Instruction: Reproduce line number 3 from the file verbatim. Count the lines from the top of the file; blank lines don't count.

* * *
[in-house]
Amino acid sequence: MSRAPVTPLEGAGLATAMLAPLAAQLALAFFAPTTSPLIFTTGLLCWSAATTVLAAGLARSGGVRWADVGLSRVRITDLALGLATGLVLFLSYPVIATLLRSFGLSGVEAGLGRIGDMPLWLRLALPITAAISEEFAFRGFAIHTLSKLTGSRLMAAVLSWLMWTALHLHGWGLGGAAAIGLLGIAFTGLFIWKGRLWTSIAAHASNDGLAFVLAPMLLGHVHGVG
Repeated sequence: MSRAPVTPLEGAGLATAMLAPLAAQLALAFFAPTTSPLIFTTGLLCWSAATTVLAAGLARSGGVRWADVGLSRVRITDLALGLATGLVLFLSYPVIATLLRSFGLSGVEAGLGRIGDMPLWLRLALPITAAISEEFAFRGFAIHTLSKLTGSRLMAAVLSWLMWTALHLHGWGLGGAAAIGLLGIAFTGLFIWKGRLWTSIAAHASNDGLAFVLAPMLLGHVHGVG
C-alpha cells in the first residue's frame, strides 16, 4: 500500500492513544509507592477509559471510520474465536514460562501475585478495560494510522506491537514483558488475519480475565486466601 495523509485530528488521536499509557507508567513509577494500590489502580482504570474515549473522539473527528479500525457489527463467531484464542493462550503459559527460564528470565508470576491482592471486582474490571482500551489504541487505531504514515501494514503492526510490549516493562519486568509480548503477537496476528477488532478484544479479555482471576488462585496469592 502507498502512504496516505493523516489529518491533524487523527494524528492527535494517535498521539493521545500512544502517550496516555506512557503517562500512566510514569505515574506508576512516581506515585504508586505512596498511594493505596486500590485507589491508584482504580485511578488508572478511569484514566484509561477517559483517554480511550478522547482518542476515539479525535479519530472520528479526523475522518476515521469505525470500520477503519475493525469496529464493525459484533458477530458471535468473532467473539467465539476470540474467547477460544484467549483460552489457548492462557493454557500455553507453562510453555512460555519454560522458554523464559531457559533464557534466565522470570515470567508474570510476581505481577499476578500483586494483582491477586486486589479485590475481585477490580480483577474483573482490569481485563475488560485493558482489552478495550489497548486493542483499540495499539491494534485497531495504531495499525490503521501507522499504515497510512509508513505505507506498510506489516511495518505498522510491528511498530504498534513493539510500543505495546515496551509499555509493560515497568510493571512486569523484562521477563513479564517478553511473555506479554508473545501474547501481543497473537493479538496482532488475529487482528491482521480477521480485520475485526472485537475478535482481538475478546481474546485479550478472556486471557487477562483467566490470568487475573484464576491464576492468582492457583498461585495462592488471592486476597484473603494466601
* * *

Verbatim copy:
Repeated sequence: MSRAPVTPLEGAGLATAMLAPLAAQLALAFFAPTTSPLIFTTGLLCWSAATTVLAAGLARSGGVRWADVGLSRVRITDLALGLATGLVLFLSYPVIATLLRSFGLSGVEAGLGRIGDMPLWLRLALPITAAISEEFAFRGFAIHTLSKLTGSRLMAAVLSWLMWTALHLHGWGLGGAAAIGLLGIAFTGLFIWKGRLWTSIAAHASNDGLAFVLAPMLLGHVHGVG